The answer is that humans don’t just self-handicap to display deference. Unfortunately for us, we also do it to be likable. In humans, signaling a handicap can communicate modesty, conveying that one is not shameless or brazen. We demonstrate anxiety to build rapport with others, smooth over issues, and prove our friendliness. We do our best to act ingratiating, taking on bodily tension to do so. It is part of people-pleasing and the need to be accepted, but it is incredibly draining. This book will introduce a philosophy for dealing with these pressures, describing how to be a calm, confident, likable person without recourse to submissive signaling.

We use submissive displays around those we see as our superiors, our equals, and even our inferiors. Even very dominant people use subordination displays to be endearing and get people to open up and trust them. Therefore, it is not always clear whether submissive signaling is better characterized as weakness or as a form of social intelligence. It depends on the circumstances: primarily on the specific display in question and how long it is used. Before we discuss this let’s look at comparable displays in other animals.

Submissive and Dominant Displays in Animals

Dominant and submissive displays occur in almost all animal species, from insects to fish to the great apes.8 Threatening intimidation displays are meant to impress, making the animal bigger or emphasizing its physical dominance. They involve bristling hair, ruffling feathers, raising skin folds, baring teeth, displaying horns, emitting loud sounds, making quick and powerful movements, and adopting exaggerated postures.

When a western silverback gorilla wants to intimidate a rival, he will start throwing objects, pounding his chest, kicking his legs, and running sideways when approached. The fur of dominant chimps stands on end to make them appear larger, and they walk with exaggerated weight. They gallop, run in circles, hit things, perform somersaults, and produce a wide range of loud barking and hooting vocalizations.

Dominant lizards perform pushups, bobbing their heads up and down, displaying their muscles and athletic prowess for others to see. This display shows off the bright coloring on their throats and sides and indicates that they are in prime physical condition. Many male lizards raise themselves on their legs and arch their backs to signify territorial dominance. And remember, lizards are not utterly distinct from people. Three hundred million years ago, before mammals, our ancestors were reptiles crawling the earth. We have inherited many of our most primal instincts and social signals—as well as the structure of the oldest and most reflexive parts of our brains—from these miniature dragons. This inheritance is the reason that the dominance displays of modern reptiles seem so familiar.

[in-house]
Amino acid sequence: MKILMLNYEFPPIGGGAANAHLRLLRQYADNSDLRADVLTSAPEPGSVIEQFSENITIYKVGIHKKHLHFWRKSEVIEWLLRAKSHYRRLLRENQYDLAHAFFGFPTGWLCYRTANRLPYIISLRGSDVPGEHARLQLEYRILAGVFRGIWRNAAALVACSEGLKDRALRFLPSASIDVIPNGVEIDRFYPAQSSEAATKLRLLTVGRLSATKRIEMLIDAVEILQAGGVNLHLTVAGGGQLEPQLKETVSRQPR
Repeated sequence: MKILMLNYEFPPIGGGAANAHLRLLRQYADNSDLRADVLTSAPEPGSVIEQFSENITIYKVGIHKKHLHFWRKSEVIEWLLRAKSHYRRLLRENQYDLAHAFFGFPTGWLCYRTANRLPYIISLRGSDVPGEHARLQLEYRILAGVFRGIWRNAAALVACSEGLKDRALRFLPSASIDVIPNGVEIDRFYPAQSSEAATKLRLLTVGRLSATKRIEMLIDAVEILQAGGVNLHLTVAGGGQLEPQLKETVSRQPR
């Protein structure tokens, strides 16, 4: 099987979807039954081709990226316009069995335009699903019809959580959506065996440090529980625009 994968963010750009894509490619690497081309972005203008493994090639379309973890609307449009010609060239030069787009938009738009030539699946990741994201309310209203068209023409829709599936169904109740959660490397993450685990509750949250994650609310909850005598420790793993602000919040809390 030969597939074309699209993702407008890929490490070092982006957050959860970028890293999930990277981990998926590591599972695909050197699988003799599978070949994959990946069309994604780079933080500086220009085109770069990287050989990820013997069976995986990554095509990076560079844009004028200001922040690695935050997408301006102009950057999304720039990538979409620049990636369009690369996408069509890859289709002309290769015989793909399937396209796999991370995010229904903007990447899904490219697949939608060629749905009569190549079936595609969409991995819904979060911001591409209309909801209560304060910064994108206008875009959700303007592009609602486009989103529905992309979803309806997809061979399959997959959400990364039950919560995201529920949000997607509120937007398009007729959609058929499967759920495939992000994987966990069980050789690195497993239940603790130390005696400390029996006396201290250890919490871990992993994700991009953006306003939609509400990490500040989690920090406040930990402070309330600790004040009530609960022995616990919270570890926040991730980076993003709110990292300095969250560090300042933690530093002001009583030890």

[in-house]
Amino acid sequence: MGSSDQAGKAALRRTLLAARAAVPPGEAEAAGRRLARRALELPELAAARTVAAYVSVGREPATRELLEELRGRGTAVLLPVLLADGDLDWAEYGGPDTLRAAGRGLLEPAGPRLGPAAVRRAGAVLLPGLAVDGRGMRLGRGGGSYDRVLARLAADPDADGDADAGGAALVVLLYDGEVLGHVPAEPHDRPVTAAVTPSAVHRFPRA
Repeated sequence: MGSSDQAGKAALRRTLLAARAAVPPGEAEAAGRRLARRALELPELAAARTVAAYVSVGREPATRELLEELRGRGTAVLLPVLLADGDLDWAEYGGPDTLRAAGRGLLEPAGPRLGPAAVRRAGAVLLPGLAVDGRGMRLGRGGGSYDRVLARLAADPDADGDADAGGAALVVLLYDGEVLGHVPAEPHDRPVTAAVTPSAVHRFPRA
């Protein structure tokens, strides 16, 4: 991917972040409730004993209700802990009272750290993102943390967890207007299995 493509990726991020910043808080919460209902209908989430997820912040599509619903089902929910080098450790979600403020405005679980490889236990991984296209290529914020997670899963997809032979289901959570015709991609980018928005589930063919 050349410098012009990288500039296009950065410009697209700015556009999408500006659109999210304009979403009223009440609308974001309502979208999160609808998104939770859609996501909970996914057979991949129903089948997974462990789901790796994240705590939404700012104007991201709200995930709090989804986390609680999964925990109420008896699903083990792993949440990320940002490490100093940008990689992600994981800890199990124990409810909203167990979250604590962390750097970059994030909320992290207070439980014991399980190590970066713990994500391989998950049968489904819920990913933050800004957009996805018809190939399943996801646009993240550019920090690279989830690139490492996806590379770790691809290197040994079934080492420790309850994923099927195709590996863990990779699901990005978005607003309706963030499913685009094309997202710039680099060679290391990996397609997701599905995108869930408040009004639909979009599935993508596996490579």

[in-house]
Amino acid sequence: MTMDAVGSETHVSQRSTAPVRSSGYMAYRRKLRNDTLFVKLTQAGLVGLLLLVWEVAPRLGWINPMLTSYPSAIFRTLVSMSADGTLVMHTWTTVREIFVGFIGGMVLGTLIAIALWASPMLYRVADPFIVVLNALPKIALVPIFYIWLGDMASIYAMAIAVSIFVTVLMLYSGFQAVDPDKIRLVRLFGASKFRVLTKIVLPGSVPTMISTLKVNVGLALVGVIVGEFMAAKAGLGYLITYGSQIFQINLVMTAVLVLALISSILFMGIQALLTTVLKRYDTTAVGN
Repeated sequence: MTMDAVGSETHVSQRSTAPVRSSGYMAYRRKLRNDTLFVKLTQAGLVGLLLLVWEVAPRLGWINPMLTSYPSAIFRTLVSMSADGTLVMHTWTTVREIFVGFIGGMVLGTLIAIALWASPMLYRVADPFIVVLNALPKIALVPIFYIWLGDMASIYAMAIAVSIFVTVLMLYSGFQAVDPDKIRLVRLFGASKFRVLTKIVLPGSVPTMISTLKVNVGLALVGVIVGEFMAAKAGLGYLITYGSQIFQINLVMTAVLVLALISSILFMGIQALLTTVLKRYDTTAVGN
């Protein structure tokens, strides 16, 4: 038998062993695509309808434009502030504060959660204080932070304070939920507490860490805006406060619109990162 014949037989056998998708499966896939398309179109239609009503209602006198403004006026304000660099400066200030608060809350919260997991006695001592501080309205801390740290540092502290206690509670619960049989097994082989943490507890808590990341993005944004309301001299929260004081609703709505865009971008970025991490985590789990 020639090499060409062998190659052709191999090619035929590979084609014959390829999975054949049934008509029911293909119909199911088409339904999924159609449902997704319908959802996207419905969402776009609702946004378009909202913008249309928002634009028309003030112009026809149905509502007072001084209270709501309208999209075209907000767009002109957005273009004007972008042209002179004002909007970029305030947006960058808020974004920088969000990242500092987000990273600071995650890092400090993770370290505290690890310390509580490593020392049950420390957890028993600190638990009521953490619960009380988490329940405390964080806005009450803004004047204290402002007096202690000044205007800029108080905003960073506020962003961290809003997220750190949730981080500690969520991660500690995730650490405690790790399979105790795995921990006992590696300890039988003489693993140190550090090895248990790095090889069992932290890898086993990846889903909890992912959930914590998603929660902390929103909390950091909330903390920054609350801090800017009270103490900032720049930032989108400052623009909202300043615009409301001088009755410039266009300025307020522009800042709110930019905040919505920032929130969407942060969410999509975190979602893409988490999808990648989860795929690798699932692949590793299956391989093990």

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Illustration 1.2. A. Common lizard; B. Tyrannosaurus rex; C. Iguana.

Submissive displays, on the other hand, usually make the animal look smaller and weaker. They involve bowing, cowering, stooping, shaking, and exerting efforts to minimize the appearance of physical assets. Some animals have bizarre, ritualistic signals, as with some lizard species that display submission by raising a front leg and waving it in a slow, circular motion. Like a loyal subject genuflecting in the presence of royalty, chimpanzees with poor fighting records cower immediately during a confrontation. They shrink down and whimper. They may vomit, their legs shake, and their posture collapses.

For the most part, these displays are hardwired. For example, young male rhesus monkeys that have never been exposed to adult males will give subordination displays instinctively when they first encounter them. They involuntarily bow the head and adopt a bent-over posture. We don’t realize it or think about it, but our subordination displays are similarly instinctive.

table of dominant and submissive displays in apes
Table
1.1: Common Hierarchical Displays Used by Chimps, Bonobos, Gorillas, Orangutans, and Gibbons

Too often, being fair, fun, and friendly toward others involves suboptimal displays. This is because the neural circuits responsible for submissive behavior were repurposed by natural selection to help us get along. Just as adult pair bonding in mammals evolved from the same brain machinery that was initially responsible for creating the mother/infant bond,9so many of our affiliative instincts evolved from submissive displays.

Involuntary Submissive Displays are the Source of Our Stress

Ordinarily, we don’t use optimal postures because we are afraid they will be threatening to others. This is why, for instance, we rarely stand completely straight or lift our hands above our heads. This is unfortunate because when authentic and combined with positive affect, dominant displays can be calming and reassuring to people around us. Any good leader uses them to this effect. But because most of us never learn to use dominant displays in positive ways, we grow up associating them with bad experiences. For instance, classmates might have seen us walking with our heads up, taken offense, and tried to intimidate us into adopting a compliant, head-down posture. Experiences like these are the reason that performing optimal displays makes you breathe shallowly and become tense.